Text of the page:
For purposes of the revised directive, the term “financial institution” generally includes banks, investment firms, regulated markets, insurers and reinsurers, undertakings for collective investment in transferable securities, alternative investment funds, pension funds, and securitization special purpose entities. However, transactions with the European Central Bank, the central banks of EU member-states, the European Financial Stability Facility and the European Stability Mechanism are excluded from the scope of the directive.

The term “financial transaction” includes the purchase and sale of a “financial instrument”[5] before netting or settlement; the conclusion of a derivative contract before netting or settlement; repurchase agreements, reverse repurchase agreements, securities lending and borrowing agreements; certain intra-group transactions transferring risk associated with a financial instrument but not constituting a purchase or sale; the exchange of a financial instrument; and material modifications of any of the foregoing. Certain transactions, however, are excluded, including credit and loan transactions, primary market transactions, spot foreign exchange transactions, physical commodity transactions, and the underwriting of shares, mortgages, and consumer credit.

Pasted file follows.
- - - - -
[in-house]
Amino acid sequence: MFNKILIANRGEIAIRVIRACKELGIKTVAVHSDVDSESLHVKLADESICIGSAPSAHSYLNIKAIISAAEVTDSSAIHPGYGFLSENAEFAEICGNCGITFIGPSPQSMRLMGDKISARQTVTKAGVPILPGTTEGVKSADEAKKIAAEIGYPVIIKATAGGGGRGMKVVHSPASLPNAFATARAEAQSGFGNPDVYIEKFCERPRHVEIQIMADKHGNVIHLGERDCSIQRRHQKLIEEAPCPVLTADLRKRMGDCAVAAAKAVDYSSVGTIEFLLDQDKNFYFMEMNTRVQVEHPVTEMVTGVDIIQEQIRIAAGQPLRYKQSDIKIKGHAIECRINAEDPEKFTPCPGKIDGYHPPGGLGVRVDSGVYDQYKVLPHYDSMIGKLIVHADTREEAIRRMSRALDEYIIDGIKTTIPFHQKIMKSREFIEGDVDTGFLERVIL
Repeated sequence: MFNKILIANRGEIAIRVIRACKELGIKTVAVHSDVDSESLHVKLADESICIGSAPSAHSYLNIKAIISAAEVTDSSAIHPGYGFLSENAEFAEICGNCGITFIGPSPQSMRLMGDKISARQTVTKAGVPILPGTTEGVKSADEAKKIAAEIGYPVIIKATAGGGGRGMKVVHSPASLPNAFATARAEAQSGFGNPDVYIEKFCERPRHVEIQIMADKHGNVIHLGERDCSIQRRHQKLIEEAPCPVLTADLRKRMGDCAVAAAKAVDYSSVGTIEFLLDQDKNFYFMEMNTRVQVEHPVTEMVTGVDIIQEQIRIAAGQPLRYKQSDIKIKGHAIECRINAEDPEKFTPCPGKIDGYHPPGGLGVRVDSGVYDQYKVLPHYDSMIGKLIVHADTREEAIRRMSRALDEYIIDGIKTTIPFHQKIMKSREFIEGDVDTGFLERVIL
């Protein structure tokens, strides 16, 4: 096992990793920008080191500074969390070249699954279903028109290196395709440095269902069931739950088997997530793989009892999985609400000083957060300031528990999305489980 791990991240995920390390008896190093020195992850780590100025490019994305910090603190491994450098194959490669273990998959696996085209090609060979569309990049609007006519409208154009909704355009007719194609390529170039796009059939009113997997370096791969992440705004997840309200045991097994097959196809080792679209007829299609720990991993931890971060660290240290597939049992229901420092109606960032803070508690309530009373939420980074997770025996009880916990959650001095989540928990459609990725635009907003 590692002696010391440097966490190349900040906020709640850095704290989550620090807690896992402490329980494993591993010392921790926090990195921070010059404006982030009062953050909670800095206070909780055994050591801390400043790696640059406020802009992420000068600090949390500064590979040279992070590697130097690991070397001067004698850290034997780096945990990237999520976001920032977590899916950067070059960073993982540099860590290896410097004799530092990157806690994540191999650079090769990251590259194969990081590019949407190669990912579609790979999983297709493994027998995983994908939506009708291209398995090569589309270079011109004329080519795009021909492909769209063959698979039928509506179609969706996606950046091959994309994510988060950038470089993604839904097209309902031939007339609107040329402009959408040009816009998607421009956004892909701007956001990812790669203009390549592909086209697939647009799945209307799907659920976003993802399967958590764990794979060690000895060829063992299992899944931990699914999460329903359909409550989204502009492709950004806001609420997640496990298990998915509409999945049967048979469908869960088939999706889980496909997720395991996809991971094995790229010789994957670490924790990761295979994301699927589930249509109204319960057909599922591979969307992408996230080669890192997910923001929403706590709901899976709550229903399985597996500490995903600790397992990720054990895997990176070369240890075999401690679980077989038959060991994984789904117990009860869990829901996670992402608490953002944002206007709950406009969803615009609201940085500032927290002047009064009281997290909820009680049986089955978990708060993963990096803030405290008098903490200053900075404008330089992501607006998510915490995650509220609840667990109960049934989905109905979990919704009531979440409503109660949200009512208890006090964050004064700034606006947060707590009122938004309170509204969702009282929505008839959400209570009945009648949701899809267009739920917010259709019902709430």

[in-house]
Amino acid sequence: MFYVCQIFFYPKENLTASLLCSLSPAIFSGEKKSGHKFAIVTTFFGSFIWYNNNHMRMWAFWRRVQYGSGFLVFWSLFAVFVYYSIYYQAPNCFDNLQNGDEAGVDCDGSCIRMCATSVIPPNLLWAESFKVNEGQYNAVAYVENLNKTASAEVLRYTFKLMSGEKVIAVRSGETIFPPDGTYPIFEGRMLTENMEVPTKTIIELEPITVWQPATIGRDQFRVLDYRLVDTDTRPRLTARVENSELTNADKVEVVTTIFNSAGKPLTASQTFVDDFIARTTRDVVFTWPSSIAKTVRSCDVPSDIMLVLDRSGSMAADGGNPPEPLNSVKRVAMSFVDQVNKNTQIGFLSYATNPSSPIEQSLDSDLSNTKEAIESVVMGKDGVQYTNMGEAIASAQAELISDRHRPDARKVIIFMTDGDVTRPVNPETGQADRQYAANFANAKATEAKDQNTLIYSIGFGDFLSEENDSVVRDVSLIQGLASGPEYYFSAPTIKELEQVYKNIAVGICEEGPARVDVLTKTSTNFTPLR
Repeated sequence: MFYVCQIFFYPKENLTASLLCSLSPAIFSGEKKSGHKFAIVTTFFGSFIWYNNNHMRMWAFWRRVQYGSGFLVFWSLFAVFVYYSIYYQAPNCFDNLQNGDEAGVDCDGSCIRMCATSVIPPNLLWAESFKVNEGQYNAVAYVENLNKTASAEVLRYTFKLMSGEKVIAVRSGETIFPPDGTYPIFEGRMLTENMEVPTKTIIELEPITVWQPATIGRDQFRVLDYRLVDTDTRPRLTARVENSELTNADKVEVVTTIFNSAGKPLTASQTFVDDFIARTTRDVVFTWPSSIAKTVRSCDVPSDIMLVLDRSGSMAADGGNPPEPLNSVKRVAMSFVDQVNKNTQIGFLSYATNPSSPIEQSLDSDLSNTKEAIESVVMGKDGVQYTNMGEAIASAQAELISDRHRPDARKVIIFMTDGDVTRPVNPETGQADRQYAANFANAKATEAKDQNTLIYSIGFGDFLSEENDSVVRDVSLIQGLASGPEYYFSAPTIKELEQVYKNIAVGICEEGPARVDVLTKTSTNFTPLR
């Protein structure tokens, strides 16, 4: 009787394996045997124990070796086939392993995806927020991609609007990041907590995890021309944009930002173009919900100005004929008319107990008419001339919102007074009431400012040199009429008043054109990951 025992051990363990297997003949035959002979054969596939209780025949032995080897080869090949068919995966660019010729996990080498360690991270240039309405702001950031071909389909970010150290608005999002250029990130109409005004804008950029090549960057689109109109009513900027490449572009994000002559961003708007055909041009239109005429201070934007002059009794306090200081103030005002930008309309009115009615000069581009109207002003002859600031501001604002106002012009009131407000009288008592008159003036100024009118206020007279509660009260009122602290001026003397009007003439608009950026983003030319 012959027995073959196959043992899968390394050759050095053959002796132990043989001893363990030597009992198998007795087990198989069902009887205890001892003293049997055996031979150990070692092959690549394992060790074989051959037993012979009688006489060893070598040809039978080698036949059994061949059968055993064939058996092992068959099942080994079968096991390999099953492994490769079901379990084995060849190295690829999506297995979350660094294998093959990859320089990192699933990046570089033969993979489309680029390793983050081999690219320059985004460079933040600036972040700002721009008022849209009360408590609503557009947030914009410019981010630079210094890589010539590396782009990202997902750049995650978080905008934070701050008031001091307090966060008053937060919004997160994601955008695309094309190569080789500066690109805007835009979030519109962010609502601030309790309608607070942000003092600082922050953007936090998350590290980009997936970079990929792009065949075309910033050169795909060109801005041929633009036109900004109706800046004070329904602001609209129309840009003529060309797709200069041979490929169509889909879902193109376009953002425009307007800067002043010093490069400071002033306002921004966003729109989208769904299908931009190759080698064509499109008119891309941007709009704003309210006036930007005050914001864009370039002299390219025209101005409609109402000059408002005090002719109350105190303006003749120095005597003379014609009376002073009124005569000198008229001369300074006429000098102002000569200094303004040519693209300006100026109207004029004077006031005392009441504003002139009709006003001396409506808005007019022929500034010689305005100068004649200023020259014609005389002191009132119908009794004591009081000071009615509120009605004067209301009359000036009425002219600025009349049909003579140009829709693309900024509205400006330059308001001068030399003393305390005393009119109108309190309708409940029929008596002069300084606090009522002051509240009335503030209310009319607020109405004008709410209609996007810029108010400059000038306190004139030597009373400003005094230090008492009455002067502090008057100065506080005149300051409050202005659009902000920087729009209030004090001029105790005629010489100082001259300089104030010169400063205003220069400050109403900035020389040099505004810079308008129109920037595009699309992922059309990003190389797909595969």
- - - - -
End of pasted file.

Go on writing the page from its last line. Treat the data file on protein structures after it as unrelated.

In light of the ongoing and active debate surrounding the revised directive and the legal challenge against it, the FTT ultimately may become effective, if at all, in a form substantially different from that currently contemplated, and perhaps well after the proposed January 1, 2014 effective date.[6]

In the United States, bills were introduced in both the House and the Senate on February 28, 2013 that would impose a tax of 0.03 percent on certain financial transactions.[7] Both bills remain in committee and face opposition. Moreover, concern exists in the United States over the possible extraterritorial reach of a European FTT. In response to a question from the House Ways and Means Committee in April, Treasury Secretary Jack Lew expressed his concern over the application of such a tax on transactions in the United States, stating: “I think the design element you’re describing is a very troubling one.”